Why is child literature important?

Literature not only helps children learn to read but also helps them develop an appreciation for reading as a pleasurable aesthetic experience. Likewise, a team of researchers (as cited in Pantaleo, 2002) claimed that “literature entertains, stretches imagination, elicits a wealth of emotions, and develops compassion.” (pp. 211). A piece of story stimulates readers to generate questions, can give new knowledge and provides encounters with different beliefs and values.  Good stories can work as a powerful device to show children right direction, help them make decisions, learn to empathize and become good humans. It can change their perception and attitude towards certain things. For instance, from the story ‘The Grouchy Ladybug’ written by Eric Carle, children learn the importance of being friendly and interacting politely with others in the community. Literature also opens the springboard for discussions. For instance, after reading ‘The Giving Tree’ children can discuss for hours regarding human development, their behaviour, selfishness and so many other issues. Thus, using literature is a natural medium of teaching children a second language, developing a love for literature in the learners and motivating them to read and grow as a ‘human’.

Why extensive reading across the curriculum and what teachers can do?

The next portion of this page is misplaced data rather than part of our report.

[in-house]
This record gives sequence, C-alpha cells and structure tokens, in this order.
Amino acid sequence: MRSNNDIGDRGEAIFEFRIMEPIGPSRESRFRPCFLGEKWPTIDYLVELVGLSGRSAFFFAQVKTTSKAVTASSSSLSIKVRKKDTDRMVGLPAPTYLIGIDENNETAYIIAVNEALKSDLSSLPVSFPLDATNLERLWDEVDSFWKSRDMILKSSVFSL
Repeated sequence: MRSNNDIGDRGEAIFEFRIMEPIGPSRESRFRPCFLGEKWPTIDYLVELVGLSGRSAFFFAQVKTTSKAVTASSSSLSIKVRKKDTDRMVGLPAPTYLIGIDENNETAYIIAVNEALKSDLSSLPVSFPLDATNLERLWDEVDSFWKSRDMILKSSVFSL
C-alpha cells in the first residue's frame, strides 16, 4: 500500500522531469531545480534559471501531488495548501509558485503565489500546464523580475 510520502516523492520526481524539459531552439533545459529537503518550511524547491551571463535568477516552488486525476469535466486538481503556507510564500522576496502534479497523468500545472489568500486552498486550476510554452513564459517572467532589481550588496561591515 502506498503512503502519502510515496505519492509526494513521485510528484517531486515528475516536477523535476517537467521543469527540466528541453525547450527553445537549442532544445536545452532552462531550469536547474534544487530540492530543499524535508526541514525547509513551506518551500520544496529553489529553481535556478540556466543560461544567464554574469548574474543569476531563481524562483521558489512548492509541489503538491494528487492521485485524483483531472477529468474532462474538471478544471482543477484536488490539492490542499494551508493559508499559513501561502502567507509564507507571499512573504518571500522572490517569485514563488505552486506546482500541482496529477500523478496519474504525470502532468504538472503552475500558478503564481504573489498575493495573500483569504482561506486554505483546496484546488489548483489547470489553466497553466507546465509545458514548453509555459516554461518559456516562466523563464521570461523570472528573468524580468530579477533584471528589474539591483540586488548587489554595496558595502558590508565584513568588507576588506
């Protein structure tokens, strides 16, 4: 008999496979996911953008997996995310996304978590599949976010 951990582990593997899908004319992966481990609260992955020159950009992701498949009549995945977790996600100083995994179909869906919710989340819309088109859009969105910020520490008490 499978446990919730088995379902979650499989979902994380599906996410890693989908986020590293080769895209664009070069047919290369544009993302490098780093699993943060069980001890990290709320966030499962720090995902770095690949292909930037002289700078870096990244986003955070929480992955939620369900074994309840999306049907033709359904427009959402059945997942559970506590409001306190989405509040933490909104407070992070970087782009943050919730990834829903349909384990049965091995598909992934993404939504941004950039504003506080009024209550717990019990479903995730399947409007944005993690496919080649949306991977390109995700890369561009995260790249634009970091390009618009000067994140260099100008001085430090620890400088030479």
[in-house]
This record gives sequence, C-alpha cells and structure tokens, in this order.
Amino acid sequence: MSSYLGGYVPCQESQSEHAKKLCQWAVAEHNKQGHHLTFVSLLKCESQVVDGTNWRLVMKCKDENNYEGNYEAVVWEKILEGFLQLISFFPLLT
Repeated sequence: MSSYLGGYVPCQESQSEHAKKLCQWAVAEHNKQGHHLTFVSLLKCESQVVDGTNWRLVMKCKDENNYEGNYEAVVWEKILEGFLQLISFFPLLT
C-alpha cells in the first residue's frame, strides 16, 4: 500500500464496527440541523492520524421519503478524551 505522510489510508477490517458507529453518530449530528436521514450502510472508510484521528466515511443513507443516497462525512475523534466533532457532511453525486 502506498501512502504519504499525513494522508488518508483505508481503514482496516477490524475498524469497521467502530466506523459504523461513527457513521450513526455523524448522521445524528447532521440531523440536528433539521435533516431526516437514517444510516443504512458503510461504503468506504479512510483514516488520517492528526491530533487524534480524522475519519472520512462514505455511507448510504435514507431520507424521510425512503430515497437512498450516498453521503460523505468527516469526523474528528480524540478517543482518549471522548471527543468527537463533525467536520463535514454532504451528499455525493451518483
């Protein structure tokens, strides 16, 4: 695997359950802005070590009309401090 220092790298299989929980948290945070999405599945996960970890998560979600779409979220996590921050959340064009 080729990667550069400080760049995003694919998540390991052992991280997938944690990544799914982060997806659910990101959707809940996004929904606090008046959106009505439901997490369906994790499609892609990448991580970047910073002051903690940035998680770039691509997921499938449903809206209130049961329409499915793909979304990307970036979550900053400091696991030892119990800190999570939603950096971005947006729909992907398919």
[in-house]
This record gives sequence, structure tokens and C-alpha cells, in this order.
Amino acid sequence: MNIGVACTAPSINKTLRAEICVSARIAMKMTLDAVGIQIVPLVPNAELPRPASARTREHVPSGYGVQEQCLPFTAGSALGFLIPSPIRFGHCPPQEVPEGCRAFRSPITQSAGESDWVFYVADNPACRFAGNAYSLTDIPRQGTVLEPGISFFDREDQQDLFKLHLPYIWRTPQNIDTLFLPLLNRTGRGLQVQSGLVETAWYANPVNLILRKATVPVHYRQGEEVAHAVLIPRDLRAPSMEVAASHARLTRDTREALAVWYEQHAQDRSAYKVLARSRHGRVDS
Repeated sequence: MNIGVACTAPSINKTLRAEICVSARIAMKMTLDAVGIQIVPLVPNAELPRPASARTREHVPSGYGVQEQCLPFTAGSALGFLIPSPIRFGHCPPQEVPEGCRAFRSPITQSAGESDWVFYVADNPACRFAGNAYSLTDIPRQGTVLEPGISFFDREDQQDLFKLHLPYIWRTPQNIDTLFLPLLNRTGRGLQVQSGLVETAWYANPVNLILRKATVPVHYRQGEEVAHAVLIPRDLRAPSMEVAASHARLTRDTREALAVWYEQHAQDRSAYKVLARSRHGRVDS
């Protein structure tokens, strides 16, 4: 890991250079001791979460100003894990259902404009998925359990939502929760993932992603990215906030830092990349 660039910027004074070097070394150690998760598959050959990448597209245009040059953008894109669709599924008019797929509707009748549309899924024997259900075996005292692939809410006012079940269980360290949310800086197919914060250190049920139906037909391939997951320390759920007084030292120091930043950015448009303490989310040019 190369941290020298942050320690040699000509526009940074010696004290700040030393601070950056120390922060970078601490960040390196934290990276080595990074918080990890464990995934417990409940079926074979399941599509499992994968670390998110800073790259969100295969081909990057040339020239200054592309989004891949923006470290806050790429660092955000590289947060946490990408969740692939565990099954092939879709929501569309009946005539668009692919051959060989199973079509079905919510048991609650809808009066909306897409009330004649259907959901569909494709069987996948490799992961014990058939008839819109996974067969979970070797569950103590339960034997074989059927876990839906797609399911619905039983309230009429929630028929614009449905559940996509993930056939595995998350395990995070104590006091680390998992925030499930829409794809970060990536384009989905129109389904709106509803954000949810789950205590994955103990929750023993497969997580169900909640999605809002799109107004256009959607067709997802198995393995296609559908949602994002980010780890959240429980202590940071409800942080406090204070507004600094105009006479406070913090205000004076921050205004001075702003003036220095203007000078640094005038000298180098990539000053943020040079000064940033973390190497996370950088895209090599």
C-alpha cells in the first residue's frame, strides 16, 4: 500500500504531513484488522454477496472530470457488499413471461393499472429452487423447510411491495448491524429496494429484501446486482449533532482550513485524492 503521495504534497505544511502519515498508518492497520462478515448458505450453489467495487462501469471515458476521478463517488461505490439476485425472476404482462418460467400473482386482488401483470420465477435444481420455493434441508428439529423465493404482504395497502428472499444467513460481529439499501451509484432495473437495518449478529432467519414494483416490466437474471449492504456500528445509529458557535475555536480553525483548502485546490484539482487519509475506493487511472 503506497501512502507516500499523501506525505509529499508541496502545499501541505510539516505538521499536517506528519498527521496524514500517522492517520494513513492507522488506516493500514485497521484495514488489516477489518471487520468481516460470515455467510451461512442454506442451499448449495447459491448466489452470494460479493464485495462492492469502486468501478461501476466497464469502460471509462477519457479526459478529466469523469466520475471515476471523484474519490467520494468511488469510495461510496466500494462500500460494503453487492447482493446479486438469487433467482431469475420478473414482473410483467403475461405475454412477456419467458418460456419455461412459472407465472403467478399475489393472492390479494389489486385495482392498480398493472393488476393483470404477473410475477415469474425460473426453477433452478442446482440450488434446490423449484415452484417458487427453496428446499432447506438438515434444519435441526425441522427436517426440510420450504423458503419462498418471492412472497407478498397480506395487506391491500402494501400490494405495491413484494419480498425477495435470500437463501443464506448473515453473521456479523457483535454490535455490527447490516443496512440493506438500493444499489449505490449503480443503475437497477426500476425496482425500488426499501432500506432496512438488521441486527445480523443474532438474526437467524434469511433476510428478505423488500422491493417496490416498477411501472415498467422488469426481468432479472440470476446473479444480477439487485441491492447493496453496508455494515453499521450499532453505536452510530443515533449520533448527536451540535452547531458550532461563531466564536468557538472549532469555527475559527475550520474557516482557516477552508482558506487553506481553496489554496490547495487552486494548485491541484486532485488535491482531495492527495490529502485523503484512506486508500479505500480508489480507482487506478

An act of reading extensively is likely to produce positive attitudes and interest towards reading. Materials, which are interesting at the appropriate linguistic level, always motivate students positively. Such materials give pleasure and generate interest in reading and support language learners to develop their overall language skills and progress academically. Day (1997) compares the pleasure and achievement the students get from extensive reading with a garden where it is always spring. Children’s literature or real books used in language classrooms and across the curriculum also contributes to foster their lifelong reading habits, good problem solving as well as decision-making skills (Ghosn, 2013). The more children get to read books, the better speaking and writing competence they acquire. In this regard, Harmer (2001:251) argues that “what we write often depend upon what we read” and so do the children as they draw attention to the structure of written language and begin to internalize its distinctive features of language when they read or listen to stories. Thus, they also learn to speak simultaneously when they get to participate in the activities where they require speaking skills such as dramatization and making predictions.  Therefore, it is very important for the teachers to read books, promote reading and give children enough opportunity to interact with books by surrounding them with good texts in the school.